What Do You Talk About With Someone Whose Family Started Making Wine in the 17th Century? (Alsace – PART 1)
I recently spent a (virtual) week in Alsace, France getting to know the wines through a handful of small, family wineries in the area. With 400 years of modern winemaking at the Jean-Baptiste Adam Winery, I have to admit I was a bit intimidated to talk with young Laure Adam because she is the 15th generation of winemakers in her family. I mean, what do you talk about with someone from a winery that was established in the year 1614? It turns out, there’s plenty to talk about.
Organic & Biodynamic
At the Jean-Baptiste Adam winery, the Adam family was one of the first in Alsace to develop their wines with the benefit of organic production. Back in the 1980s, when Laure’s father Jean-Baptiste came back from viticulture school he wanted to make a lot of changes. Of course he got plenty of pushback from his own father, Jean. But he persevered, and soon began shifting the vineyards into organic cultivation.
It was tough going at the Adam winery for the first few years while the grapevines struggled to find their strength and balance without chemical fertilizers and insecticides being thrown on them. The family took more time studying their grapevines, providing organic compost and trying to discern what they needed to do for the well-being of their vineyards without chemical intervention.
They became so involved in balancing their cultivation with natural principles that in 1991 they decided to take the next step and move toward being biodynamic. Biodynamic vineyards were considered fairly radical in Alsace then, but now the region proudly boasts it contains 11.5% of all the biodynamic vineyards in France. Biodynamic cultivation involves extremely rigorous observation and dedication, with concoctions of herbs, roots and natural compost used to dress the vineyards at specific times of the year. Even during harvest, the family’s dedication to the vineyards persists, because all the grapes are hand-harvested here.
Laure’s father also began making sparkling wine, Cremant d’Alsace, a style of wine that has been increasing in popularity, as our worldwide appetite for sparkling wines has grown. Called Cremant d’Alsace, their popularity has grown dramatically over the past decade or so, to the point that Cremant d’Alsace white and rosé sparkling wines now make up 29% of Alsace’s production. Sixty-seven percent of still wines are produced under Alsace’s rigorous AOC designation (Appellation d’Origine Contrôlée) while only 4% of the wines are made from the rare Grand Cru vineyards.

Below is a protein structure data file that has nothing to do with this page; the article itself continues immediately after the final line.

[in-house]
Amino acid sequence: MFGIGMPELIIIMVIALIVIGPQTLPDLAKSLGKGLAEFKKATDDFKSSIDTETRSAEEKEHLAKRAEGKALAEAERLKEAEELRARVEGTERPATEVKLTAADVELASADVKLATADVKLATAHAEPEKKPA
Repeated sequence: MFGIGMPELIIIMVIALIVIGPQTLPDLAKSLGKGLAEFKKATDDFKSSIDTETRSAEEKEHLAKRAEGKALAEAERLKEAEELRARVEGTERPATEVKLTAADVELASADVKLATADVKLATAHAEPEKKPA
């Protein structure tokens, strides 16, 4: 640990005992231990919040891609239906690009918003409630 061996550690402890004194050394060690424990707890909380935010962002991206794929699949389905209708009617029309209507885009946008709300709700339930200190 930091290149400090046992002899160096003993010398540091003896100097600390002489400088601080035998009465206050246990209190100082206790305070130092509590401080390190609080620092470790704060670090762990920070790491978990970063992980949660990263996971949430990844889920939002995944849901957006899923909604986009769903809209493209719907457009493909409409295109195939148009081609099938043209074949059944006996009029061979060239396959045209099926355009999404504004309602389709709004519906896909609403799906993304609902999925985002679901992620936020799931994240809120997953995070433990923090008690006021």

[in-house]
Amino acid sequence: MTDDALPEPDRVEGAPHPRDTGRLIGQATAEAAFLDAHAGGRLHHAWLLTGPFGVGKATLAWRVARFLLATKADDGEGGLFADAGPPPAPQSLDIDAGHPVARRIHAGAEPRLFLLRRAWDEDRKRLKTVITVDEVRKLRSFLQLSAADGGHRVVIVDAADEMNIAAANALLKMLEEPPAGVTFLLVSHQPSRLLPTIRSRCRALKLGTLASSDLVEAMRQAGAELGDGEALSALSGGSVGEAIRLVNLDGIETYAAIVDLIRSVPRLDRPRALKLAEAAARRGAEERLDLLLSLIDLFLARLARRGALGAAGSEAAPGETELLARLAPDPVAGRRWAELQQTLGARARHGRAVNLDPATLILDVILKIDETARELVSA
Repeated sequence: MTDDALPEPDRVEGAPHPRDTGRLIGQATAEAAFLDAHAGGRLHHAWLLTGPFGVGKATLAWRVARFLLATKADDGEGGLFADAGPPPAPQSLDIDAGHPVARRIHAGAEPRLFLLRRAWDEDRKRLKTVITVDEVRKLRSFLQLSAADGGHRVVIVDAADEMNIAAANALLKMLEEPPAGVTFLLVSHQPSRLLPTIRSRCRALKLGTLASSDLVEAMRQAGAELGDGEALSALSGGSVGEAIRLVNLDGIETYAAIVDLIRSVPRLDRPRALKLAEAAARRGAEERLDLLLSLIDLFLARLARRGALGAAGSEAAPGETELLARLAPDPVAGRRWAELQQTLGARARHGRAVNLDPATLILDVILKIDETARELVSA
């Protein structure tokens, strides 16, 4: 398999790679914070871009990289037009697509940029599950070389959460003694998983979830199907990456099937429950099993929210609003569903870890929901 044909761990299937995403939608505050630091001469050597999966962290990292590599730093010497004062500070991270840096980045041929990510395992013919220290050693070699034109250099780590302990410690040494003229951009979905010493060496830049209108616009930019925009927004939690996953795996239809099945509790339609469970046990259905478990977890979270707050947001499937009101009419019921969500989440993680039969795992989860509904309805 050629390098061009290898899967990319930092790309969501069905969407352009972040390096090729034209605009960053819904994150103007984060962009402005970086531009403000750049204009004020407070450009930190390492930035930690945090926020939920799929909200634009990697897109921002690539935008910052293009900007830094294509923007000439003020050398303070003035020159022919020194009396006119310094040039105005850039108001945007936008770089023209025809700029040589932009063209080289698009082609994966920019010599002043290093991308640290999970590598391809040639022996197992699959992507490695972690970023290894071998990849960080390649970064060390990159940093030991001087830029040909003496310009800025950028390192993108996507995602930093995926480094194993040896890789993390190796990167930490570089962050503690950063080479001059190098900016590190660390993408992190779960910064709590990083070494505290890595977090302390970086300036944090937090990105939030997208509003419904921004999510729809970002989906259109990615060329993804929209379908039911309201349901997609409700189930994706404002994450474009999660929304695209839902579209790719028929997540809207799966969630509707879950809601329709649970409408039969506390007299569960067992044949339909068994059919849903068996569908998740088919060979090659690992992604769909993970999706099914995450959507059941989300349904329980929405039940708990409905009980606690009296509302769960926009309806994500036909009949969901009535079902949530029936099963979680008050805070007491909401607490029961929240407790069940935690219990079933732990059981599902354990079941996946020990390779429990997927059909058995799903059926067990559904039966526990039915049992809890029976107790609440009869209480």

Laure says that over the years, their organic and biodynamic grapevines have become incredibly resilient. Even in the face of recent climate change that has warmed the vineyards yet also blanketed them with periodic bouts of destructive humidity and very severe storms.
The wines have also increased in complexity over the past few decades, according to Laure. She finds more appealing notes of minerality and salinity, complementing the natural fruit flavors and aromas, and adding length to the dry finishes of the wines.
2017 Jean-Bapiste Adam Riesling “Kaefferkopf” Vieilles Vignes Grand Cru — A complex wine. There’s a lot going on in the glass, beginning with aromas of flowers and sassafras and a hint of delicate chalkiness. On the palate there’s minerality, fennel, lemon and grapefruit. Full bodied with a long finish. This wine comes from a small but great vintage, says Laure Adam.
2018 Jean-Bapiste Adam Réserve Pinot Noir— A wonderfully classic Pinot Noir wine, very Burgundian in style. Medium-light brown-red color, with a medium body. Foresty aromas with cherries that persist on the palate, surrounded by spices and herbs. Finishes fruity yet dry.